This more than any other place is the one that will drag the tourists in if life is made easier for them in terms of visas, credit cards, cash, online reservations and flights (the re-opening of the British embassy, and its Iranian counterpart in London, being a clear step in the right direction). But it’s also a lesson in what Iran needs in order for all that to happen. Booking a room is a trial, the availability of rooms insufficient (“We need 50,000 new hotel rooms in Iran”, says one banker; “we haven’t built hotels properly in this country for 30 years,” another) and the ability even to contact them to confirm reservations is deeply problematic.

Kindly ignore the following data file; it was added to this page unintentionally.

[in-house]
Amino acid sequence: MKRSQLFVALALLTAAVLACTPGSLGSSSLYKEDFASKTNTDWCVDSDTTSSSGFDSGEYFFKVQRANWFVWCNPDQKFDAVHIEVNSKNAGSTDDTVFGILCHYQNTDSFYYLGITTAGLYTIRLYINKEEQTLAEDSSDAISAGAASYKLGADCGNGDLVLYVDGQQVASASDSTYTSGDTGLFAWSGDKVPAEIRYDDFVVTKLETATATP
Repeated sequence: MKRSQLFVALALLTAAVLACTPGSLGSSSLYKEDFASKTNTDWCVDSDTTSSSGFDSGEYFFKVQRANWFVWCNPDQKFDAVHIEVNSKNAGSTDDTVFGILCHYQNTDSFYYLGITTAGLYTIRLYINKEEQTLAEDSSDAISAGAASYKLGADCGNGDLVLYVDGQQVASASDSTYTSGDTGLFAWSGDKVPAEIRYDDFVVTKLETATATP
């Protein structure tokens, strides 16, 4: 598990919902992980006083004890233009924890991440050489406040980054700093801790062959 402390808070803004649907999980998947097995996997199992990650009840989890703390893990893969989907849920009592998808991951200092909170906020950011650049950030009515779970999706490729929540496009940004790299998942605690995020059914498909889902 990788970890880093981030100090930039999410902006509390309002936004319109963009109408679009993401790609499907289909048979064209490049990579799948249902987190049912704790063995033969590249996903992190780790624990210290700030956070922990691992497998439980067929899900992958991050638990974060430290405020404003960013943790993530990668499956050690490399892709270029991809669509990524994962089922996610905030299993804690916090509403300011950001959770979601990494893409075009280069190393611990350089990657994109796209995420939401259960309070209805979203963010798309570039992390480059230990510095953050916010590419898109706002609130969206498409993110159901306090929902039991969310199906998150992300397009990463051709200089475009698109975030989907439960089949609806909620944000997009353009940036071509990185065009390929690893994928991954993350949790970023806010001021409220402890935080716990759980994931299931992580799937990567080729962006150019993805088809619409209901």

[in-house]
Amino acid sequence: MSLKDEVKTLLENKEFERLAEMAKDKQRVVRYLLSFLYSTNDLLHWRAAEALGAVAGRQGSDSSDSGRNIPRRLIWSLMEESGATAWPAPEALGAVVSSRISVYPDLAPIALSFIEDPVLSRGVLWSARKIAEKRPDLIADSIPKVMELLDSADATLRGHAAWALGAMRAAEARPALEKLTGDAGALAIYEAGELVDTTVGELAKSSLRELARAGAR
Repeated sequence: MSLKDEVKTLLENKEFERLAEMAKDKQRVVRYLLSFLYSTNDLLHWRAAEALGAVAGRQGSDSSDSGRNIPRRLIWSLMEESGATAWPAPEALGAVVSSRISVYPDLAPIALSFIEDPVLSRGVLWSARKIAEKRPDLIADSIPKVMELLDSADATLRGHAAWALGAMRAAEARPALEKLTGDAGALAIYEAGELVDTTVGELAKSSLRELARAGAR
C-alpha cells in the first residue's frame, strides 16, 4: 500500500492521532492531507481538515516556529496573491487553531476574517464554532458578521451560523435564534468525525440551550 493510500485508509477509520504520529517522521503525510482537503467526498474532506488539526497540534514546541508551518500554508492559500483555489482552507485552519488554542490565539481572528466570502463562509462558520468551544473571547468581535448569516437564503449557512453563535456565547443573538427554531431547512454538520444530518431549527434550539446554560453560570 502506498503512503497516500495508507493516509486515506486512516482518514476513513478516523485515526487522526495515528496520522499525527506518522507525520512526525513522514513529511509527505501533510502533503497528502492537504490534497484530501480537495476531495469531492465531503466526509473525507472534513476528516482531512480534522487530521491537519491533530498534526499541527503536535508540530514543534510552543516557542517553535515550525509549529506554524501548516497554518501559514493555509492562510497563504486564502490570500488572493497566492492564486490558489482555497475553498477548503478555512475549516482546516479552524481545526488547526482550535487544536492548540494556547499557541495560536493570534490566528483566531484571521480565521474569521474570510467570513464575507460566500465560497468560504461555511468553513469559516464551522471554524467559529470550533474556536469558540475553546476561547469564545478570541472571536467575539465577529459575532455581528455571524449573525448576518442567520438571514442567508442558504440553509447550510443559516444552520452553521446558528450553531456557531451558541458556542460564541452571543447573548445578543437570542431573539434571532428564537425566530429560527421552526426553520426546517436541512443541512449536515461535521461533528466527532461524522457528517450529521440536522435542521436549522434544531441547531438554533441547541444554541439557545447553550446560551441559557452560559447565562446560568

Esfahan also sways an earlier conclusion that infrastructure development is doing fine; much of the area is a building site as an ambitious metro system is under development, though locals say it has looked this way for years without making any obvious progress.
The final word of our trip goes to a carpet vendor in the bazaar not far from the vivid blues tiles of the Masjed–e Shah mosque. “We take Visa,” he says. How? Iran’s not connected to anything that would allow that. “You just get a number in Dubai. It’s easy if you know how.” Iranians tend to find a way.